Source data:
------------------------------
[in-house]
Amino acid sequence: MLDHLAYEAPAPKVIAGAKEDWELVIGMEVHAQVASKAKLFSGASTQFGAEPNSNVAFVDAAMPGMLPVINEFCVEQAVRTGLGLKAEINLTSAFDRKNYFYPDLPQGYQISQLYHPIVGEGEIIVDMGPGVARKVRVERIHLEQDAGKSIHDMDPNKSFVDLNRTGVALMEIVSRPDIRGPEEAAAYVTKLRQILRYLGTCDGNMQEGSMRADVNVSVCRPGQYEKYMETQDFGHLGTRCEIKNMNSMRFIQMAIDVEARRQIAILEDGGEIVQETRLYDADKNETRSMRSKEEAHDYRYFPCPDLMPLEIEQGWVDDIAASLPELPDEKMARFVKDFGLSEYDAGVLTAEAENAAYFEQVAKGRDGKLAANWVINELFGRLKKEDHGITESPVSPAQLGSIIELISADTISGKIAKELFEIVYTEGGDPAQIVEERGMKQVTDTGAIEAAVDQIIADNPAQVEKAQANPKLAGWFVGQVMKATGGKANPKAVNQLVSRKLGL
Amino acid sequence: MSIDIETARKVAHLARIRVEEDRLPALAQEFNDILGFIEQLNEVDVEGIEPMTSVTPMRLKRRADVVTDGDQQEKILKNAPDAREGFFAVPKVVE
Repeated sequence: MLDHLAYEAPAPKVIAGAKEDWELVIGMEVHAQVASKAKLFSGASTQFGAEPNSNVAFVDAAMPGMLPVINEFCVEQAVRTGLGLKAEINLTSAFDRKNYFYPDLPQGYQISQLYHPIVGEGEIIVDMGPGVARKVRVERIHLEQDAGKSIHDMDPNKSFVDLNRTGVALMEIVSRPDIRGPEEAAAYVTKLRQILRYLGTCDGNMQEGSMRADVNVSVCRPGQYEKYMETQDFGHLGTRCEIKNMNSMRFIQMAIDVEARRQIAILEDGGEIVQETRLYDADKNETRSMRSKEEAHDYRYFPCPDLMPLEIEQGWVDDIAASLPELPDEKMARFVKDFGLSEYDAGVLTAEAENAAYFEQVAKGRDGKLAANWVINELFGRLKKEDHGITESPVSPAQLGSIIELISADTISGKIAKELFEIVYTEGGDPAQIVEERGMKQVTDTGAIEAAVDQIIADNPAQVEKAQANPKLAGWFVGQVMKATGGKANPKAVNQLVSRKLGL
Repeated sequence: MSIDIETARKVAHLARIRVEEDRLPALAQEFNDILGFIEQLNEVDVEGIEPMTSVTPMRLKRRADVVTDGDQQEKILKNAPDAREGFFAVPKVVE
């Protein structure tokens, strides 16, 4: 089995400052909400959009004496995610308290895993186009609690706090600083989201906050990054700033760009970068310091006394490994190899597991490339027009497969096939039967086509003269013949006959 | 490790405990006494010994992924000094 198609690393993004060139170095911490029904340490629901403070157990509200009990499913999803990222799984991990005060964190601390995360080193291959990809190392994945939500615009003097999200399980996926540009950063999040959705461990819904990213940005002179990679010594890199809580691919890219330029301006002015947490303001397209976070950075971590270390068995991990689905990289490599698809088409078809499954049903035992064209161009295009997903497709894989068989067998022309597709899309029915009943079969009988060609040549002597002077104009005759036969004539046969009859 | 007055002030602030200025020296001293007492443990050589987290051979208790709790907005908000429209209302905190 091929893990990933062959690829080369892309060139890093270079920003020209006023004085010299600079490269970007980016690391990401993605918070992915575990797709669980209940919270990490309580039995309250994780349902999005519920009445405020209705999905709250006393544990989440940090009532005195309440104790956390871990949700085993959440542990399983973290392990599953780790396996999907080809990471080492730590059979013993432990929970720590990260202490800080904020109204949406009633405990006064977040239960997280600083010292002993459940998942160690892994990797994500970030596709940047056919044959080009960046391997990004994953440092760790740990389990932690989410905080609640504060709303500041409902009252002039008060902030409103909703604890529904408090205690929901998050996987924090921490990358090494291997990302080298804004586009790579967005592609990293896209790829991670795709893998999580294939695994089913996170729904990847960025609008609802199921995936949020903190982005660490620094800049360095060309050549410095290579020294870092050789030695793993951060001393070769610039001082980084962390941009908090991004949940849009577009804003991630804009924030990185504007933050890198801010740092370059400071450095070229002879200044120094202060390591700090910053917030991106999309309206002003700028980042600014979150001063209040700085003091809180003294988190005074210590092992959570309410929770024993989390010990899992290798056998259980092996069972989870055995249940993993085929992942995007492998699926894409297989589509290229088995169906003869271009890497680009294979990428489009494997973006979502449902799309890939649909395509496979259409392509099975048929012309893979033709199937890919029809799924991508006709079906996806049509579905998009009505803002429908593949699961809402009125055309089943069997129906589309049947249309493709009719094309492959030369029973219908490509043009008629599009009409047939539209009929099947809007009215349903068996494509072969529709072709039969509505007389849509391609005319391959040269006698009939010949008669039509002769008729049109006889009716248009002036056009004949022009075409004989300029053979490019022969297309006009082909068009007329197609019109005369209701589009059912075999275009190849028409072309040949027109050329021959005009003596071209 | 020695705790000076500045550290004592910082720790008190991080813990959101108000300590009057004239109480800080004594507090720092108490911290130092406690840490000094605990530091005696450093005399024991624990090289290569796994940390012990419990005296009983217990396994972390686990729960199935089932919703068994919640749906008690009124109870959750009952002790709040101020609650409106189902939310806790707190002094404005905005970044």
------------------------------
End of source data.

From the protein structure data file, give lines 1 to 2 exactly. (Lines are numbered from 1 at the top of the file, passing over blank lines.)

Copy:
[in-house]
Amino acid sequence: MLDHLAYEAPAPKVIAGAKEDWELVIGMEVHAQVASKAKLFSGASTQFGAEPNSNVAFVDAAMPGMLPVINEFCVEQAVRTGLGLKAEINLTSAFDRKNYFYPDLPQGYQISQLYHPIVGEGEIIVDMGPGVARKVRVERIHLEQDAGKSIHDMDPNKSFVDLNRTGVALMEIVSRPDIRGPEEAAAYVTKLRQILRYLGTCDGNMQEGSMRADVNVSVCRPGQYEKYMETQDFGHLGTRCEIKNMNSMRFIQMAIDVEARRQIAILEDGGEIVQETRLYDADKNETRSMRSKEEAHDYRYFPCPDLMPLEIEQGWVDDIAASLPELPDEKMARFVKDFGLSEYDAGVLTAEAENAAYFEQVAKGRDGKLAANWVINELFGRLKKEDHGITESPVSPAQLGSIIELISADTISGKIAKELFEIVYTEGGDPAQIVEERGMKQVTDTGAIEAAVDQIIADNPAQVEKAQANPKLAGWFVGQVMKATGGKANPKAVNQLVSRKLGL